Has Nonprofit Social Media Forgotten Seniors?

Has Nonprofit Social Media Forgotten Seniors?

Exclusive changedfw.com guest post by: Ephraim Gopin – @fundraisinisfun

Is 65 the age of donor retirement?

I’m pretty sure it’s not- nonprofits will happily accept donations from anyone, regardless of age.

But what of our efforts to market, find and retain donors via social media?

Everyone’s a donor today- kids do causes for birthdays, teens start nonprofits and Gen X, Gen Y and the youngest baby boomers donate through a myriad of online and offline avenues. We market thru Facebook, Twitter, YouTube, mobile phones etc.

But what about the 65+ age group, especially recently retired baby boomers? I have seen tons of fundraising campaigns via social media- but none aimed at this specific group.

I asked friends, nonprofit professionals, development directors, consultants and more and none of them could recall a single social media campaign geared towards retired persons.

Why not? Probably because:

■  They’re not as computer literate as their children/grandchildren

■  They’re not on social media

■  Even if they’re social mediaphiles, their friends aren’t. This means that people 65+ will not spread the word to their friends about your organization’s campaign

■ They’re using social media to keep in touch with family and see pictures of their grandchildren- and nothing else

 

All good and valid reasons. But that’s a LARGE group of potential donors to be neglecting. Think about it:

- They’re the fastest growing group on Facebook (and yes cynics- of course! They were never on in the first place and are just discovering it. But in the immortal words of Leslie Nielsen, That’s not important right now)

- They are recently retired or in the process. Pension and retirement plans are starting to kick in. The money is potentially there even for a small donation

- They’ve given to charity many times over the years. Why not try to reach them via social media and hook them in?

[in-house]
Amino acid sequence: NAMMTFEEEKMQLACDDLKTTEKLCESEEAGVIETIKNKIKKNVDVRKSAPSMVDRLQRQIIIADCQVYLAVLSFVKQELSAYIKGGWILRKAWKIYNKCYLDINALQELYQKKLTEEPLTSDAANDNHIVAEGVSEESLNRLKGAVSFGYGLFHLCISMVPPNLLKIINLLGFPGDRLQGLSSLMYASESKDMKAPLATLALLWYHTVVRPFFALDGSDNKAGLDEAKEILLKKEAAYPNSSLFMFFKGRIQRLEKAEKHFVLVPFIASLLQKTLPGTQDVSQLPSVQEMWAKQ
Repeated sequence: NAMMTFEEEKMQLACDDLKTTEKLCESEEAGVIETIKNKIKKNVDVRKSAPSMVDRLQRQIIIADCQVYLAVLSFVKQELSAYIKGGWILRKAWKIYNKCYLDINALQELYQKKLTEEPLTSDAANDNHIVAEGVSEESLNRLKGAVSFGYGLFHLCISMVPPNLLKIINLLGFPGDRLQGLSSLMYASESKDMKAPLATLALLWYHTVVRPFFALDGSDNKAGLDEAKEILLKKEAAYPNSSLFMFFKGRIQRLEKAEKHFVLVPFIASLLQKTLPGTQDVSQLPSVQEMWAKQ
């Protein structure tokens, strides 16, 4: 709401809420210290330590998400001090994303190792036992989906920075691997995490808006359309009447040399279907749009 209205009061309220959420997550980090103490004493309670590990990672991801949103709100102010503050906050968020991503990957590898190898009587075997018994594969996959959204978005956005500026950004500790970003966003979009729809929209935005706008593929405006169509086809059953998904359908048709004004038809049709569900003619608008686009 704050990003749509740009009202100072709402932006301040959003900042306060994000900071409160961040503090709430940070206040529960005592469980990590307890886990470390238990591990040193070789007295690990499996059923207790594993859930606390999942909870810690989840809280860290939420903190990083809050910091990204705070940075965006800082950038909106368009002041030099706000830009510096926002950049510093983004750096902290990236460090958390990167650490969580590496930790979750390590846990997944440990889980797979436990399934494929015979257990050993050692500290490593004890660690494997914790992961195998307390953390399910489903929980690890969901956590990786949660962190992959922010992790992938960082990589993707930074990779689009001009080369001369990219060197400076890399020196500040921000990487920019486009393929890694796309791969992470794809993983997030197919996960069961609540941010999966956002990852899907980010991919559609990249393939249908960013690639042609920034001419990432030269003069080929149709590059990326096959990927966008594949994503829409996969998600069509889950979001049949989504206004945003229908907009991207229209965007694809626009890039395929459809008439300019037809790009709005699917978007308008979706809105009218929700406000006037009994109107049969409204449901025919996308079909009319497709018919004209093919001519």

- They are starting to consider what they will bequeath to their families and what will be their legacies. Planned giving anyone? Yes- orgs. should be starting this process years before retirement. But, as the famous Jewish saying goes, If not now, when???

- People are living longer, meaning odds are (we hope) they’ll join the social media craze sooner or later- especially to keep up with younger family members

OK, so you’re not hooked. I see the development directors out there saying their bosses will never go for it because of the almost non-existent ROI. I hear social media experts saying it’s best to aim efforts at the biggest groups that are connected- 20-50 year olds.

Fine. Agreed. But how do you justify just throwing away $$ from millions of potential donors? Is snail mail really the only way to reach them?

So here’s a different approach: The boss reluctantly agrees to let you run a social media campaign targeting local seniors. The economic crisis has created a sense of panic among many retired persons and they may be afraid to part with what they consider to be their meager life savings. Ask them to volunteer!

- They have time to offer your constituents- they are healthier, living longer and looking for ways to keep busy

- They bring a wealth of knowledge and experience to the table

- They may become your organization’s best ambassadors and help you find donors

- They may eventually become donors themselves

 

I know ALL the reasons not to. But what reasons can you give FOR trying to reach retired persons via social media?

Just remember: the oldest person on Twitter died just last year. Her age? 104.

Related Read

Ephraim loves the world of fundraising and enjoys being a nonprofit professional. Follow him on Twitter and learn more about the nonprofit world.

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